Event

Oct 26, 2020
The Socio-Material History of Masked Societies in East Asia: A Virtual Workshop

With the COVID-19 outbreak, the interest in the mask-wearing culture of the “East” has been renewed. American and European media outlets portray East Asian countries as “masked societies” that have already used sanitary masks before the Corona pandemic. As Japan historian Andrew Gordon points out, this type of commentaries tends to present mask-wearing as a “cultural norm” in East Asia and is grounded in unproved cultural essentialism that ignores its long global history. As a way of avoiding the pitfall of cultural essentialism, this workshop focuses on the socio-material dimensions of the history of mask-wearing in East Asia. Speakers look into the use and circulation of masks across national borders between East Asian countries and different social worlds within the countries. The shift of focus allows us to look at how the mask use is closely linked to heterogeneous but interconnected entanglements of environmental histories, political movements, scientific controversies, risk cultures, environmental governances, and quarantine regimes in those countries

Speakers:

  • Chia-Ling Wu (Department of Sociology, National Taiwan University)
  • Heewon Kim (Graduate School of Science, Technology, and Policy, Korea Advanced Institute of Science and Technology)
  • Hyungsub Choi (School of Liberal Arts, Seoul National University of Science and Technology)
  • Jaehwan Hyun (Department III, Max-Planck Institute for the History of Science; Institute of General Education, Pusan National University)
  • Meng Zhang (School of Health Humanities, Peking University)
  • Sean Hsiang-Lin Lei (The Institute of Modern History, Academia Sinica)
  • Shi-Lin Loh (Department of History, National University of Singapore)
  • Tomohisa Sumida (Graduate School of Human Relations, Keio University)
Contact and Registration

To join this virtual workshop, please email event_dept3@mpiwg-berlin.mpg.de to register by 21 October 2020.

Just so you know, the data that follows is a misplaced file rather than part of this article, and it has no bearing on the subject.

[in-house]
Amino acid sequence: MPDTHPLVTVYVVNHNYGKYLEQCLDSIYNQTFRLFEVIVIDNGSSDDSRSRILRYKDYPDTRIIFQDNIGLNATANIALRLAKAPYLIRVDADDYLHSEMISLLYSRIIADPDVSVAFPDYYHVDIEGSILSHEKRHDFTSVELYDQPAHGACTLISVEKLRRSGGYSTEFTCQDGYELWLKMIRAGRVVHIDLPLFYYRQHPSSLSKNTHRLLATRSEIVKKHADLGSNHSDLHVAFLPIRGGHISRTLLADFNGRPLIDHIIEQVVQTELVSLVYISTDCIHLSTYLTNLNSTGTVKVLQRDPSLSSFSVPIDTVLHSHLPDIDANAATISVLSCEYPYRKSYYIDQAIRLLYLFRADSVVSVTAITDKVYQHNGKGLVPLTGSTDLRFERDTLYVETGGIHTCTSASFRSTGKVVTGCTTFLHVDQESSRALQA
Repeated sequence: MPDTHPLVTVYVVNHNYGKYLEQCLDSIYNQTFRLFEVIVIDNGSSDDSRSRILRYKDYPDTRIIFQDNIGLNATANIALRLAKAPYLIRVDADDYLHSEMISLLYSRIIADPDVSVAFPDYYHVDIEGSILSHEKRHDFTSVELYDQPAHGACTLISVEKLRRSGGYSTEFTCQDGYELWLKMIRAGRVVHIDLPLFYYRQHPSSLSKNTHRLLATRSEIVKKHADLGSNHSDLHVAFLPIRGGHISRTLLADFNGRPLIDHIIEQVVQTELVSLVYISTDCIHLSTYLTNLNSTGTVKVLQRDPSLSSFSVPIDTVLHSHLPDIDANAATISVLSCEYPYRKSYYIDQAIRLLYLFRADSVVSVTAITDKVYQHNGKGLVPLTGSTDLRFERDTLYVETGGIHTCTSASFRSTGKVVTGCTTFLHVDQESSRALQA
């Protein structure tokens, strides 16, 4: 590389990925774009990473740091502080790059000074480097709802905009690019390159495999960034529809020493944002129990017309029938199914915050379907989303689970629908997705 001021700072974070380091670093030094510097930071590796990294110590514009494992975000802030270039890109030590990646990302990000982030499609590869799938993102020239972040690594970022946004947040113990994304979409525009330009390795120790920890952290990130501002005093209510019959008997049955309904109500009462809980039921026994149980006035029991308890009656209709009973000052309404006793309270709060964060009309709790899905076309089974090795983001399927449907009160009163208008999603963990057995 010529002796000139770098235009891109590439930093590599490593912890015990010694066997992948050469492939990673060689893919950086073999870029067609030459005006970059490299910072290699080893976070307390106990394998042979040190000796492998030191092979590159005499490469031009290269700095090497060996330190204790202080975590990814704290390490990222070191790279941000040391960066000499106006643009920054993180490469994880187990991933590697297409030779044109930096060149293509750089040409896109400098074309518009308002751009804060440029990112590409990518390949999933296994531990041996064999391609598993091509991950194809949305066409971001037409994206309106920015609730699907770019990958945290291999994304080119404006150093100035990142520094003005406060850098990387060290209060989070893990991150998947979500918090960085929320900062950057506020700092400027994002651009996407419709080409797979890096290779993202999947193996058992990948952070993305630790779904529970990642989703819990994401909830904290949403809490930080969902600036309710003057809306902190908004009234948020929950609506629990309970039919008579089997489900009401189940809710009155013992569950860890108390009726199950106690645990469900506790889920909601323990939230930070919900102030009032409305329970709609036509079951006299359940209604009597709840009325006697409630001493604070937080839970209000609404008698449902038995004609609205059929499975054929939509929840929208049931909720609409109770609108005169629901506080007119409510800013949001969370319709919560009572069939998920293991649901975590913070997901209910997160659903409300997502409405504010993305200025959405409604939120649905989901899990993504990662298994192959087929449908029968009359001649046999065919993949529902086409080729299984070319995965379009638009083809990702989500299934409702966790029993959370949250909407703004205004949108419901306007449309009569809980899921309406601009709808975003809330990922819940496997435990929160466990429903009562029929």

For further question, please contact Jaehwan Hyun.

2020-10-26T11:00:00SAVE IN I-CAL 2020-10-26 11:00:00 2020-10-26 13:30:00 The Socio-Material History of Masked Societies in East Asia: A Virtual Workshop With the COVID-19 outbreak, the interest in the mask-wearing culture of the “East” has been renewed. American and European media outlets portray East Asian countries as “masked societies” that have already used sanitary masks before the Corona pandemic. As Japan historian Andrew Gordon points out, this type of commentaries tends to present mask-wearing as a “cultural norm” in East Asia and is grounded in unproved cultural essentialism that ignores its long global history. As a way of avoiding the pitfall of cultural essentialism, this workshop focuses on the socio-material dimensions of the history of mask-wearing in East Asia. Speakers look into the use and circulation of masks across national borders between East Asian countries and different social worlds within the countries. The shift of focus allows us to look at how the mask use is closely linked to heterogeneous but interconnected entanglements of environmental histories, political movements, scientific controversies, risk cultures, environmental governances, and quarantine regimes in those countries Speakers: Chia-Ling Wu (Department of Sociology, National Taiwan University) Heewon Kim (Graduate School of Science, Technology, and Policy, Korea Advanced Institute of Science and Technology) Hyungsub Choi (School of Liberal Arts, Seoul National University of Science and Technology) Jaehwan Hyun (Department III, Max-Planck Institute for the History of Science; Institute of General Education, Pusan National University) Meng Zhang (School of Health Humanities, Peking University) Sean Hsiang-Lin Lei (The Institute of Modern History, Academia Sinica) Shi-Lin Loh (Department of History, National University of Singapore) Tomohisa Sumida (Graduate School of Human Relations, Keio University) Jaehwan HyunNoa HegeshLisa Onaga Jaehwan HyunNoa HegeshLisa Onaga Europe/Berlin public